After watching his grandfather, father and uncle dig a large hole in the ground for the preparations of the Pachamanca, Christian ran back into the house to assist his mother with the sauce that would be used to cook the food. A tradition that his family had been following for generations, Christian fondly remembers the memories of the weekly ceremony of celebrating the Pachamama. No longer celebrated after the passing of his grandparents, traditions like these have been fading away since the start of the acculturation of the indigenous communities, which began centuries ago.
Celebrating the Pachamama, or Earth Mother, was a common tradition amongst the indigenous families of Perú. For Christian, he remembers the ceremony, led by his grandfather using hot water, coca leaves and pisco (an alcoholic beverage), along with the Pachamanca feast. Every Sunday, his family would gather at his parent’s house to perform the ceremony and work was delegated to each member. Vegetables, alpaca or llama meat, and various kinds of Peruvian potatoes would be kept inside an earthen oven and baked with firewood and hot stones. While his grandmother would prepare the corn leaves, Christian would run around and build structures using the soil that was dug out. On Sundays, they would also worship Inti, the Incan sun god.
Born in Surco de Huarochirí in the Huarochirí province, Christian comes from long lines of two indigenous families – his mother was Aymara while his father was the son of a Quechua family. His mother was from a large family of Aymara potato farmers who worked at a haciendo, who had, along with Christian’s father, moved to Lima, the capital of Perú, for work and stability.
Christian grew up with the customs and traditions of his Aymara and Quechua families. He, however, also had a significant impact of Spanish culture because of his Spanish maternal grandmother, who her family disowned for marrying an Aymara boy – his grandfather. His grandmother’s family owned the haciendo where his grandfather worked.
Christian’s father was accustomed to violence. He was from the Ayacucho region and witnessed most of his extended family get killed by gangs. They were victims of terrorism. This was another reason why they had to move to Lima. Since moving to Lima, Christian was never spoken to in any of the indigenous languages his family usually conversed in to protect him against discrimination. He was largely stripped of his heritage and was expected to adapt to Lima’s cosmopolitan culture.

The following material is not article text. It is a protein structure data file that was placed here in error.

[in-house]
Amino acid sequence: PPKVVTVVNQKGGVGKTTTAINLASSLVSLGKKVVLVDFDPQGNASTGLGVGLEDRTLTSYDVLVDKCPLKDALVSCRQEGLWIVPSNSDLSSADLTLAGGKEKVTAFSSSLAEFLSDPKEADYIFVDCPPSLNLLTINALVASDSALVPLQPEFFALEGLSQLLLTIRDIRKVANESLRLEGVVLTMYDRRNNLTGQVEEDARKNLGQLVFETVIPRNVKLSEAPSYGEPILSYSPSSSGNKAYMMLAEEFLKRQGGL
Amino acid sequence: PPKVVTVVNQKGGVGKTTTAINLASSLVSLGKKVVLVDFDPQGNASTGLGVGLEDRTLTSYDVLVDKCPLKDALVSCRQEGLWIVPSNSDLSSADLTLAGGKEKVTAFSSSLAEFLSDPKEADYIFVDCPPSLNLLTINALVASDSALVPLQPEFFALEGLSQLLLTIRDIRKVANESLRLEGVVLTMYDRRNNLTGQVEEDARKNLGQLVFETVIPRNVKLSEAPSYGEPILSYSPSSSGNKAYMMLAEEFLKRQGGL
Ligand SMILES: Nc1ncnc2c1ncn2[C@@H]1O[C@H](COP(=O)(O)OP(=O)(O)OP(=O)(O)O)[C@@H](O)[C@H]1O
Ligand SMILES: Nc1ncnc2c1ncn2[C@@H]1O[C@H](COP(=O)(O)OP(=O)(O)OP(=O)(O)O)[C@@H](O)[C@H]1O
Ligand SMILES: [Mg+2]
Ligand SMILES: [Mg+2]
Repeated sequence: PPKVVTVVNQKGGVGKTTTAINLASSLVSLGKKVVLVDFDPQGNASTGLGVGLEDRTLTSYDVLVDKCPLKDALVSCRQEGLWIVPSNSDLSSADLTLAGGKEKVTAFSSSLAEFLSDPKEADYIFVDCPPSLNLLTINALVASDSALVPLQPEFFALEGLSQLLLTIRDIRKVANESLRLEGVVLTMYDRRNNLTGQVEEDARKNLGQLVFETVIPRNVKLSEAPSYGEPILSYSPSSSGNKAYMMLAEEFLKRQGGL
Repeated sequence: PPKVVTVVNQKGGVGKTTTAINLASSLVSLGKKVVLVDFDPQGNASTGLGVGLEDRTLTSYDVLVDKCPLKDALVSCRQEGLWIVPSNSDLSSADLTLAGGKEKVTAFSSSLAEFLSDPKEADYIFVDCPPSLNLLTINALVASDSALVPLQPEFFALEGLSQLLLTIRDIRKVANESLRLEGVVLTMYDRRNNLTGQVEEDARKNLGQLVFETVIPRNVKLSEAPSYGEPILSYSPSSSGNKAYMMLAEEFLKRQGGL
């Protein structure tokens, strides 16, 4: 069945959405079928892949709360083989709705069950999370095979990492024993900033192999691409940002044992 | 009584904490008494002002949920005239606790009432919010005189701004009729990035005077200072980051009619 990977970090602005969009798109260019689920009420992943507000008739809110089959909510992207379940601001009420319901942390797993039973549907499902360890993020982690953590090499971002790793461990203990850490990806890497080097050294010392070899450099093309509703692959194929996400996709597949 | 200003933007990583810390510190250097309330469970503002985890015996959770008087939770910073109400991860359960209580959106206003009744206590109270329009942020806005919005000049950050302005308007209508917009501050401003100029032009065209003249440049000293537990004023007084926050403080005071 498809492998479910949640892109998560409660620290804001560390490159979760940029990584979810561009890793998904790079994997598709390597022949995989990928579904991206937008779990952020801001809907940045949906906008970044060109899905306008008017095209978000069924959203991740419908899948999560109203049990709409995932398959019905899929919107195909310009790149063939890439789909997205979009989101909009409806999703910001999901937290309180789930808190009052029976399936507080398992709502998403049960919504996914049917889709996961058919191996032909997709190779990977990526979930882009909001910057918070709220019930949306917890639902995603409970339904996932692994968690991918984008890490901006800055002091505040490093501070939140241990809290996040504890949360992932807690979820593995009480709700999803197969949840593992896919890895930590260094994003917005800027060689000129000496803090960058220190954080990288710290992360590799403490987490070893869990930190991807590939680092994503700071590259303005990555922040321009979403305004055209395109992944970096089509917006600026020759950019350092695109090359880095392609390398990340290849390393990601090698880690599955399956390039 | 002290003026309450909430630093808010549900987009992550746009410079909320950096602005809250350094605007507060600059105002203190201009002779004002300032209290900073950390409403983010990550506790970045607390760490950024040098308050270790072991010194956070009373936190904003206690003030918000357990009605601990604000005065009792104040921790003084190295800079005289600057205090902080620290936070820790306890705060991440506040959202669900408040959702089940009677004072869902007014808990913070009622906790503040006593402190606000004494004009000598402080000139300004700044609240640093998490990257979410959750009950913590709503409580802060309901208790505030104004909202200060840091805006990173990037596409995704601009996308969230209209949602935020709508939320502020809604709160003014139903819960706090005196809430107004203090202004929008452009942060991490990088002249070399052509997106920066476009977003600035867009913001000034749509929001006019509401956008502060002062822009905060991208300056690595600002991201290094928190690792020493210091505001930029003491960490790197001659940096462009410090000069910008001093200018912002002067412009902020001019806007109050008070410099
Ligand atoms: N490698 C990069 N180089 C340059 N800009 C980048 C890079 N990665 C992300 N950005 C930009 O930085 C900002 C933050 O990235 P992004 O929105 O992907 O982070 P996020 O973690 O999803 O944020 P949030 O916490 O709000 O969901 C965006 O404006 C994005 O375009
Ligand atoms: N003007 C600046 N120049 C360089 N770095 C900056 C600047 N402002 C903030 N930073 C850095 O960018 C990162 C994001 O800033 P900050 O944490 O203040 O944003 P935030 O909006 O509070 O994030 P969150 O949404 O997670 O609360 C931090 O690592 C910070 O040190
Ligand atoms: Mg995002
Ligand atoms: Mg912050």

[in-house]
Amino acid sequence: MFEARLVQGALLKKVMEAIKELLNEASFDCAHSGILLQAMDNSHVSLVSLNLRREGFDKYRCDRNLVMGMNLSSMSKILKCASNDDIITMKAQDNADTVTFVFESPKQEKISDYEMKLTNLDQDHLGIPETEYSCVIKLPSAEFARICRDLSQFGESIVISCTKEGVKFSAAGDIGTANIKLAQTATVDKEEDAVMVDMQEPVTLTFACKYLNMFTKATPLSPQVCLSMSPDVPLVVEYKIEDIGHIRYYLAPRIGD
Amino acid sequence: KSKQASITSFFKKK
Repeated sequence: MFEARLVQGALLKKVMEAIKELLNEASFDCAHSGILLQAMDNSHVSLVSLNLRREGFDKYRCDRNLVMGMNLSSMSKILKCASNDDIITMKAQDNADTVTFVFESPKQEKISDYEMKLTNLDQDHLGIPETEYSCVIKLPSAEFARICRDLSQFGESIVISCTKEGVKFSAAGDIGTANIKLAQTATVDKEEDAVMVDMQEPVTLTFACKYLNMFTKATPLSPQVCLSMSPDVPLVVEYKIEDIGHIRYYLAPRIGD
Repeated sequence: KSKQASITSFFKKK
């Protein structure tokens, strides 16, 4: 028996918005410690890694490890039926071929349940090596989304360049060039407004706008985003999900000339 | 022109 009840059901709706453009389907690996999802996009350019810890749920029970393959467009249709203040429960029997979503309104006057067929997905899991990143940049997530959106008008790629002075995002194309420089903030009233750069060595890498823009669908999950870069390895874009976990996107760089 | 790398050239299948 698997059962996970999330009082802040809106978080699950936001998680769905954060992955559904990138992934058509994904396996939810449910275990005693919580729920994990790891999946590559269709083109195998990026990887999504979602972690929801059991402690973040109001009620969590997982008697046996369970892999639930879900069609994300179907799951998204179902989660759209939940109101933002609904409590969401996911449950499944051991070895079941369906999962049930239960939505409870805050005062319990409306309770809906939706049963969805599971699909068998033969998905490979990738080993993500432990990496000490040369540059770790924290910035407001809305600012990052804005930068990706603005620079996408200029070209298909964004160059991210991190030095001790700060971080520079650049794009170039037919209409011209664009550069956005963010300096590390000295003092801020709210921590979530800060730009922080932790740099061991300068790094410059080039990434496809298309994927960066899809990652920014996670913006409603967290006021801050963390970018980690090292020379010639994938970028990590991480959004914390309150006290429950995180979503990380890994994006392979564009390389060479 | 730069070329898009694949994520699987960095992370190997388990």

Nevertheless, celebrating Pachamama remained an essential tradition in his family, mainly because of his grandparents. For Perú’s indigenous families, celebrating Pachamama is crucial. For them, she is the mother of life that is born and lives. In Aymara and Quechua communities, celebrating Pachamama is celebrating life and giving back to the Earth what it gives us.
Pachamama is one commonality that is shared amongst most of South America’s indigenous cultures, although with slightly different variations and folklore. Aymara and Quechua cultures share a lot in common. Coca leaves happen to be prevalent, particularly in such ceremonies. The Andean people believe Pachamama to be living in the mountains, where she also protects the riches of the Earth – South America’s treasured natural resources. This is where the indigenous communities have been long at battle with the authorities and mining corporations.
Degradation of natural resources has been one of the many battlefronts Perú’s indigenous people have been fighting. As reported by the BBC, the logging industry has been linked to numerous cases of murder of native people in Perú. Many native communities blamed and accused mining and big industries of tearing away their land’s natural fabric – polluting and destroying their rivers and soil.
Christian, now an indie songwriter living in a big metropolis like Lima, has been a victim of racism and constant discrimination. Being called a ‘cholo’ almost on a daily basis and judged upon because of his heritage makes it all the more difficult for young people like him to accept their native heritage. From his grandfather, Christian learnt about the various ethnic clothes one would usually wear for the Pachamama ceremony along with the folk music that was the life of the celebrations. Yet, he was never able to experience that because of the rapid acculturation. Coming to Lima meant leaving the native culture behind and hiding their traditions. Indigenous identity, particularly in urban areas, continues to be suppressed. Nowadays, he and his family order Pachamanca from a nearby restaurant – which is now a widely consumed delicacy across urban Perú.
Many young people in Perú, including Christian, are hopeful of a better future yet afraid of rising racism. With the election of Pedro Castillo as president and Guido Bellido as prime minister this year, both of whom have indigenous heritage, many are looking forward to a change in the public perception of indigenous communities.
Note: Information and content in this post were mainly derived from an interview with Christian, along with some additional research.
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